The objection to fooling with Social Security is similar. Any U.S. government, GOP or Democrat, should be shoring up its social contract with citizens. It can do that without promising more, and instead saying: "Here's what I can give you, and here's what I can't. At least I'll be truthful."

President Obama has a better chance to repair voter respect in this fashion because he is new and can ask for sacrifice. He could therefore say: I want to honor FDR's Social Security contract. So I will tell you now that there isn't enough money there if we keep the current system. Let's make a few adjustments, and have reduced payouts but a commitment to at least make those payouts. Here is one part of our culture that is reliable. "Ask not what Obama will do for you..."

Instead the President and Republicans too are saying -- we honor no long-term contracts, we undermine, rather than shore up, whatever is promised long term. We just look at the short-term and shout "crisis." We'll trick the baby and give it candy now so it will be happy (to continue the infant metaphor). A temporary cash break on the payroll tax? It will stimulate. No matter that the message to voters/infants is that Social Security is a tool for managing the business cycle, not a federal retirement program.

From an economic pt of view, the payroll tax holiday makes sense, at least to some. From a civics point of view, it doesn't. Civics are also economics.

pgl writes:

An objection to the Shlaes spin if your interpretation was fair:

econospeak.blogspot.com/2009/03/arnold-kling-and-amity-shlaes-on-social.html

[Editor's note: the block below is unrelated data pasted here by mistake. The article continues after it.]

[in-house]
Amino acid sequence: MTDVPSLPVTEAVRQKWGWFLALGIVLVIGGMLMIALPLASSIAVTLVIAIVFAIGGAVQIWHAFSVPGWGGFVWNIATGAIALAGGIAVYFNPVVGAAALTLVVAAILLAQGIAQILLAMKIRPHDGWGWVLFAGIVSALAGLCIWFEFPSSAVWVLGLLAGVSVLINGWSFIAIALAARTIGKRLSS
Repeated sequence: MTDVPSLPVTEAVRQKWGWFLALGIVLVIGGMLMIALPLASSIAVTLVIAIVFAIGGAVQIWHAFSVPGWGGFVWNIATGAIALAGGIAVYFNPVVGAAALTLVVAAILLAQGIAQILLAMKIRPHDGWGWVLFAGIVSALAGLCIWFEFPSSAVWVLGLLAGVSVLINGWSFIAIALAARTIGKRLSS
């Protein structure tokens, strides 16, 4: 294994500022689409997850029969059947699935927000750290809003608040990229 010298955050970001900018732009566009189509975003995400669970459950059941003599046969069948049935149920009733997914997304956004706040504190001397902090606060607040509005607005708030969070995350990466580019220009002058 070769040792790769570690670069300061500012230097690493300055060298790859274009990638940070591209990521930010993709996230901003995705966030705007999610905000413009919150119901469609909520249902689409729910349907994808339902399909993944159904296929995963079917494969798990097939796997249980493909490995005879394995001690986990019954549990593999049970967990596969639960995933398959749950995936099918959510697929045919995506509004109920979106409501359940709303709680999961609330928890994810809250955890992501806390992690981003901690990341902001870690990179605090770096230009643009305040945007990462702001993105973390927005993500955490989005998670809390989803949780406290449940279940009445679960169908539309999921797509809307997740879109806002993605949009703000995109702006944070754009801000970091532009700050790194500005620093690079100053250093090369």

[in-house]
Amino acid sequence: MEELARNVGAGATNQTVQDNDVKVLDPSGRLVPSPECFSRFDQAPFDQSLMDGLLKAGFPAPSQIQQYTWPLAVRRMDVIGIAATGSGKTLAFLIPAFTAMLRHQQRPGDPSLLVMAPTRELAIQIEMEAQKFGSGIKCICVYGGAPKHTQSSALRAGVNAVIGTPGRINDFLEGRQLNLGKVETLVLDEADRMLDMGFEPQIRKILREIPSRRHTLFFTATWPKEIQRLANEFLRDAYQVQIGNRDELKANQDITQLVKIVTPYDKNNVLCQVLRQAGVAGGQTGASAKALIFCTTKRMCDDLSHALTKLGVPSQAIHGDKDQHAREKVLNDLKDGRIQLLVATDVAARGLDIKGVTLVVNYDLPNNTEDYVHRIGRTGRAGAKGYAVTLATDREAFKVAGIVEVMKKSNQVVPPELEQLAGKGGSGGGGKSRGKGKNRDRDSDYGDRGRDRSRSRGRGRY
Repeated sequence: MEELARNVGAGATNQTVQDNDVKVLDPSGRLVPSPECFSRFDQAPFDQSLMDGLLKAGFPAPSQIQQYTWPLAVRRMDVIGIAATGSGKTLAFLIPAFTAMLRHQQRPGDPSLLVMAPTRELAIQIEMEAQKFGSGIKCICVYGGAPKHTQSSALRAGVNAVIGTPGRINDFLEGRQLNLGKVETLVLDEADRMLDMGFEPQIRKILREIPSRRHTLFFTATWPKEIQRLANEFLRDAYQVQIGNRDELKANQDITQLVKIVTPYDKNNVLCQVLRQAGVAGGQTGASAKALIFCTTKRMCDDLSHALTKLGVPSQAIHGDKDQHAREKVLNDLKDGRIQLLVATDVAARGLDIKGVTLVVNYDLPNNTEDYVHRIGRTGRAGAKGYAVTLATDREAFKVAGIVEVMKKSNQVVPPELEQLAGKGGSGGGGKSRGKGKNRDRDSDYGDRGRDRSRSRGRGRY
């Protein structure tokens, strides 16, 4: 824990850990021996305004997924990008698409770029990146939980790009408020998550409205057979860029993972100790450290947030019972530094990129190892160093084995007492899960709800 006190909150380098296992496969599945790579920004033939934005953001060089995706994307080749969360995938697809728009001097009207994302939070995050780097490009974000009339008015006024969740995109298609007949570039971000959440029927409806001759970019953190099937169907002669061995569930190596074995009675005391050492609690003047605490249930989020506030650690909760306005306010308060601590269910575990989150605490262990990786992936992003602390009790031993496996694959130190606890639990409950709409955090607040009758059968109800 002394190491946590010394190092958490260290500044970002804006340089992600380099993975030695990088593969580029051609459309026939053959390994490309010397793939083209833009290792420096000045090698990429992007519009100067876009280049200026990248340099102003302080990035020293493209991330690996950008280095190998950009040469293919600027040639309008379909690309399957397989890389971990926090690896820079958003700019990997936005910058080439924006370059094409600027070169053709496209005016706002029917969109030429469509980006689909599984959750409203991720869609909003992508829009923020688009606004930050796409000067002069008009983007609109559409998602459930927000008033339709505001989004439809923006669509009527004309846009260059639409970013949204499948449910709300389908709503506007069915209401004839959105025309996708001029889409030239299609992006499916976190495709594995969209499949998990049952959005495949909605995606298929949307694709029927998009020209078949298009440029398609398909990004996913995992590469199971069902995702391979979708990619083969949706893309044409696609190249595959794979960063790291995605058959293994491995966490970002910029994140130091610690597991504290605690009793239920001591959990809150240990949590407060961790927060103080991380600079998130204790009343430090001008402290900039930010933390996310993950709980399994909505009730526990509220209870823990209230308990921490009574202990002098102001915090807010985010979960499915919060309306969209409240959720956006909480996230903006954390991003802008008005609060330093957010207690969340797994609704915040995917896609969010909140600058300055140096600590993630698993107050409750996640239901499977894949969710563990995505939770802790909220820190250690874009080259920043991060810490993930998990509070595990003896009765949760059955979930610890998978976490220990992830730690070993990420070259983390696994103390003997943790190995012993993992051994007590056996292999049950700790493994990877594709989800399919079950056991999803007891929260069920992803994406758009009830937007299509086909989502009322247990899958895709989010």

Barkley Rosser writes:

I agree with Shlaes that politically the public views social security as a deal, or a contract, which invalidates the economists' argument that "it does not matter," although at some higher level that arguemnt is correct. I would disagree with Shlaes that there really is a serious financial problem with social security. I would suggest that she google Bruce Webb and read his detailed analyses, which I shall not bore people here with regurgitating. But there has been way too much hysterical yapping about the long run financial situation of social security (and I have laid out some of these arguemnts on this blog before).

Now, I recognize that it is perfectly consistent for an anti-big government libertarian to want to reduce or even eliminate social security because it is big government. But I really have no use whatsoever for people who cry out about how we need to "reform" social security because it is "in a financial crisis" and then cry out that we need to have a payroll tax cut in order to stabilize the macroeconomy. This is nothing more than rank hypocrisy of the worst sort.

Michael Coburn writes:

The best way to employ the SS system to stimulate the economy long term is to shift FICA taxes upward; to lower the tax rate and remove the cap. If you want additional near term stimulus then you lower the rate first (like NOW) and wait until next year to remove the cap. It really isn't a difficult problem so long as you do no not let your idiotology get in the way.

There also seems to be an aversion to the reality that dollars are created on a keyboard at the Federal Reserve and that money supposedly "borrowed" today may not be worth much when our kids have to "pay it back". Saying that will get me labeled as a hyperinflationist I am sure, because that is the typical right wing neoclassical approach to denial. Monetary economics are employed as the mainstay of any stimulus and fiscal policy is used to shape the economy and to remove excess money from the system. The true quantity of money and/or its value must inevitably be controlled by taxation.